Presidential palace on fire in Kazakhstan
Protesters have breached the presidential residence in Almaty and set fire to the inside, as Kazakhstan’s former capital and some other key cities remain gripped by unrest due to anger over a hike in fuel prices.
The building has fallen into the hands of the demonstrators, local media reported, adding that gunshots were heard outside the compound.
Kazakh President Kassym-Jomart Tokayev wasn’t present, however, as he’s currently working from the country’s capital, Nur-Sultan.
The building in question is known as the ‘old residence’, as the head of state was based there before the Kazakh capital was moved to Nur-Sultan (formerly known as Astana) in 1997. However, the compound, located in the government district, maintains its official status.
Earlier on Wednesday, the mob made its way into the mayor’s office and several other government buildings in the city, which is home to two million people. Clashes have been taking place in various parts of Almaty, with reports of some protesters using firearms against the military and police.
The authorities have again addressed the public, claiming that Almaty has “come under new attacks by extremists and radicals.” They called upon those who had taken to the streets to disperse, insisting that their “main goal was to avoid further escalation of violence.”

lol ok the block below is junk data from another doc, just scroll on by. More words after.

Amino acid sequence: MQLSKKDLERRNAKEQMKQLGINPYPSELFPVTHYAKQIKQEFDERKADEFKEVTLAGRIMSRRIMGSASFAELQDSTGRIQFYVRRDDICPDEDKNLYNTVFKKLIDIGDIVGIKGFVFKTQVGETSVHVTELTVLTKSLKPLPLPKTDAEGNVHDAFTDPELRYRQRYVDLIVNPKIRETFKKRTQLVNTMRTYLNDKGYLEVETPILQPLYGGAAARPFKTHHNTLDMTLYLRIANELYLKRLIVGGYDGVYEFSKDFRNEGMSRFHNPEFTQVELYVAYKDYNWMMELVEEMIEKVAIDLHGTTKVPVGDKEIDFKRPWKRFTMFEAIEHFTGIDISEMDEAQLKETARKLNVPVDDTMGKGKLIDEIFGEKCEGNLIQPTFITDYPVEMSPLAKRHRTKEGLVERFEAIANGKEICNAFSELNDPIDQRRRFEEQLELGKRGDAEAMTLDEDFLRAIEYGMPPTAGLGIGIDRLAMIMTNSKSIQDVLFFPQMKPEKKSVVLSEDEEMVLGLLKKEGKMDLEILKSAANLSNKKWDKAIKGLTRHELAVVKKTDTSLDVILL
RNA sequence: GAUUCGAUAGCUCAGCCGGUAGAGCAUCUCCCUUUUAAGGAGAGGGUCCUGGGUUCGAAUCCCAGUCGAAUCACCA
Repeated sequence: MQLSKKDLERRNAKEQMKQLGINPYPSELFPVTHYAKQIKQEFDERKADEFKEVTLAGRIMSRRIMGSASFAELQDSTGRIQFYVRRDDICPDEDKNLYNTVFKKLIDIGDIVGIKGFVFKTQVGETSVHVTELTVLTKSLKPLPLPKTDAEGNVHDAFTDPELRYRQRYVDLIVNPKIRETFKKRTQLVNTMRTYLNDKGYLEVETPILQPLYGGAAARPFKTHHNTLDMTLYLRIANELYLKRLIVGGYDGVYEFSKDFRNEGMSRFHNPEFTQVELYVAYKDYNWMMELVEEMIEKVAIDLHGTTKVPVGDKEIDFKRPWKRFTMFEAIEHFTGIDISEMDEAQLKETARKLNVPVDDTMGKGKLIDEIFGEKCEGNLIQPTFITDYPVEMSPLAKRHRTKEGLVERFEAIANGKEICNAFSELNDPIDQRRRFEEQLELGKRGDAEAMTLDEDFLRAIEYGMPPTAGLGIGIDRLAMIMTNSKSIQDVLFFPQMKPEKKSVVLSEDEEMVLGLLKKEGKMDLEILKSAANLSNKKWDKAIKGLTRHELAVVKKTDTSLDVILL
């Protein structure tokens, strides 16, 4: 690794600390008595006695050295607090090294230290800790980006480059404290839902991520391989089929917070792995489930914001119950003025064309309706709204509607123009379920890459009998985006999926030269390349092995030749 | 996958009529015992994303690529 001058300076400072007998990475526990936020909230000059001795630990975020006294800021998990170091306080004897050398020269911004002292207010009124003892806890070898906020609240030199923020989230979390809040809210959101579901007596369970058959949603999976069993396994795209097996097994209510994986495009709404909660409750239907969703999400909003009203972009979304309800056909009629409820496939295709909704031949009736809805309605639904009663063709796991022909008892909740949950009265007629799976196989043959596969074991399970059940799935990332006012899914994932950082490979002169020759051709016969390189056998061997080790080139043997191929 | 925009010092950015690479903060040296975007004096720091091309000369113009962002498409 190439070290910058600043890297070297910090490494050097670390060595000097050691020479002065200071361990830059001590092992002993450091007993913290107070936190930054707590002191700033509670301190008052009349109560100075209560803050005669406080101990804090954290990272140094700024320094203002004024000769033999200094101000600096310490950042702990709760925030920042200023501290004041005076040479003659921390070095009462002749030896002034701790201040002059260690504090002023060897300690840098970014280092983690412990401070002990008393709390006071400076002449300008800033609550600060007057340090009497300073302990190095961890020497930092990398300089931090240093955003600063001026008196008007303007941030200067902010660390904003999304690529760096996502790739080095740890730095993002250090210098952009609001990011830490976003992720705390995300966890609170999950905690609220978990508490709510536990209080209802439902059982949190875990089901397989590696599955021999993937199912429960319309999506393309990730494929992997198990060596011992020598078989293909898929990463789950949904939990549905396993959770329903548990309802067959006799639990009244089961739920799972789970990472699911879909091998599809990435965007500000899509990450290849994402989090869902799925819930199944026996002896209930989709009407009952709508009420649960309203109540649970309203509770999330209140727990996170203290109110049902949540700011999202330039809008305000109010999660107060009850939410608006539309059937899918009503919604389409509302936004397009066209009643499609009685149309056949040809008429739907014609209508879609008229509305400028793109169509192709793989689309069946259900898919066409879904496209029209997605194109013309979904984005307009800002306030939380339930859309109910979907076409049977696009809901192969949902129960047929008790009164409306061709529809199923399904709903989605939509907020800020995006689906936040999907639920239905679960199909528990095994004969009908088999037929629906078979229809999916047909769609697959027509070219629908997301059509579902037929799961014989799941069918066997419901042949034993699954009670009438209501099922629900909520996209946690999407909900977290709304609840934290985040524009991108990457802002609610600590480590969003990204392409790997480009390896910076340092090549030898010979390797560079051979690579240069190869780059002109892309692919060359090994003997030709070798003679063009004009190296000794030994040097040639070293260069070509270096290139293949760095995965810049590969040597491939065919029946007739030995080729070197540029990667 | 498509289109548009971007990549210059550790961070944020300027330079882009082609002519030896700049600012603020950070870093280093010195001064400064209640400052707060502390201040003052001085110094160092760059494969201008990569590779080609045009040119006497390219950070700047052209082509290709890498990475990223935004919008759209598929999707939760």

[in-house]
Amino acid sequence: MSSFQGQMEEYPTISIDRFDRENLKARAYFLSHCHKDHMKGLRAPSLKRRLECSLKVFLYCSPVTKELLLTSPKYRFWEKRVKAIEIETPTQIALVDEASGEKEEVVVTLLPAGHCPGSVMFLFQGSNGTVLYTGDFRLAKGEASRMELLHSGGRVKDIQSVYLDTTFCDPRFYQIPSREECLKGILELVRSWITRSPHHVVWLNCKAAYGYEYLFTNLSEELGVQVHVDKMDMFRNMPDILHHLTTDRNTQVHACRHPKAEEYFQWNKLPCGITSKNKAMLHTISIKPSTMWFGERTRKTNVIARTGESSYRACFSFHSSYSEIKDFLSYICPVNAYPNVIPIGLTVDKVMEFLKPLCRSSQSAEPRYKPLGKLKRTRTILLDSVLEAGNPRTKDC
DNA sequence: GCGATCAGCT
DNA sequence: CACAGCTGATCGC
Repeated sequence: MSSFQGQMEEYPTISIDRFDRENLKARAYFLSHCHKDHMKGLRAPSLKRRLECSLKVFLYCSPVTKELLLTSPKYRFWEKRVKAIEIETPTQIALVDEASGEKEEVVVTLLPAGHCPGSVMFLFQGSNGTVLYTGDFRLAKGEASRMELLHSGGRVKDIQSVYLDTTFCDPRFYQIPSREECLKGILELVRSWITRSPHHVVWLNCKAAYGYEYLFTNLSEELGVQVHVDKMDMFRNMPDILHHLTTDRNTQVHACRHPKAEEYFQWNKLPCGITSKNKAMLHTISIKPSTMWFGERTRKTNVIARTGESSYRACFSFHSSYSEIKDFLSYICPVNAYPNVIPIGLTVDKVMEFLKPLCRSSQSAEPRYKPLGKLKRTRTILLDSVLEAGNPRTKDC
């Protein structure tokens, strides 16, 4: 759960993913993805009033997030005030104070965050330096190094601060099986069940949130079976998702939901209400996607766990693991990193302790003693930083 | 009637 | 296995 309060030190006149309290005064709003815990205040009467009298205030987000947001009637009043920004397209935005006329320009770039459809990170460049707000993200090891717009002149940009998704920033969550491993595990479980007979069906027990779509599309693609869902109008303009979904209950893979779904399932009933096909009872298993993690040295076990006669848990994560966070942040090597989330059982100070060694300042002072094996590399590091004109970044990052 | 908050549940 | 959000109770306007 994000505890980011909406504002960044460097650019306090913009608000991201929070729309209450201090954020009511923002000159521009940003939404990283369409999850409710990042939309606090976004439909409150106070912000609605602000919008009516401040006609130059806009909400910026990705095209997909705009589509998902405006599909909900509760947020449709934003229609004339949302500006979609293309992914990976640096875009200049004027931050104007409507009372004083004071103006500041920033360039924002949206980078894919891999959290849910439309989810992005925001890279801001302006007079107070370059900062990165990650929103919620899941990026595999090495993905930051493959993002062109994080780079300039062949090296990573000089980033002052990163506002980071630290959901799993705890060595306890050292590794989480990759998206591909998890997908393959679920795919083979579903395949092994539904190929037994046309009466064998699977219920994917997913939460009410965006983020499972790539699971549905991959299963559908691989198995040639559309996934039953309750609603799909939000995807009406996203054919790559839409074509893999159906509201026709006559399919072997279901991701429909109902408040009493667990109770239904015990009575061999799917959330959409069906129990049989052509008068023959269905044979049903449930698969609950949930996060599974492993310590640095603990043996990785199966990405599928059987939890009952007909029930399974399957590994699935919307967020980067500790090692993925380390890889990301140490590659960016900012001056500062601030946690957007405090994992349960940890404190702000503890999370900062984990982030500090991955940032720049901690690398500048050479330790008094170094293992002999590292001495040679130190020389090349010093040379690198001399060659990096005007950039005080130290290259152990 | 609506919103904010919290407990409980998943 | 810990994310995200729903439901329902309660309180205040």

The dramatic events in the second city prompted authorities in the capital to declare a state of emergency on Wednesday. Tensions have also been running high in other areas of the country.
A standoff between police and demonstrators is ongoing, as of Wednesday afternoon, outside the mayor’s office in the western city of Aktobe. There were reports that the building had been taken over by the crowd, but law enforcement has since regained control.
In Aktaum on the Caspian Sea, an angry mob was filmed capturing a military truck that had been transporting servicemen. In the clip, a group of men with large sticks were seen ordering the soldiers out of the vehicle and making them kneel in the sand. Judging by the footage, some of the troops were later beaten up.
Kazakhstan has been engulfed in protests since the New Year after the cost of liquefied petroleum gas (LPG) doubled in the resource-rich country in a matter of just days.
The hike came because of a reform which saw the trade in LPG transitioning to an electronic platform. The Kazakh government had previously said it couldn’t maintain the longtime fuel price caps anymore, as the policy forced producers to operate at a deficit.
But the people were not swayed by those arguments, taking to the streets in large numbers in Nur-Sultan, Almaty, and elsewhere.
Tuesday night was especially heated in Almaty, with widespread clashes and dozens of cars being set on fire. The authorities reacted by imposing a state of emergency in the city.
The unrest has already resulted in the resignation of the Kazakh cabinet and a promise to maintain government regulation of fuel prices for at least the next six months.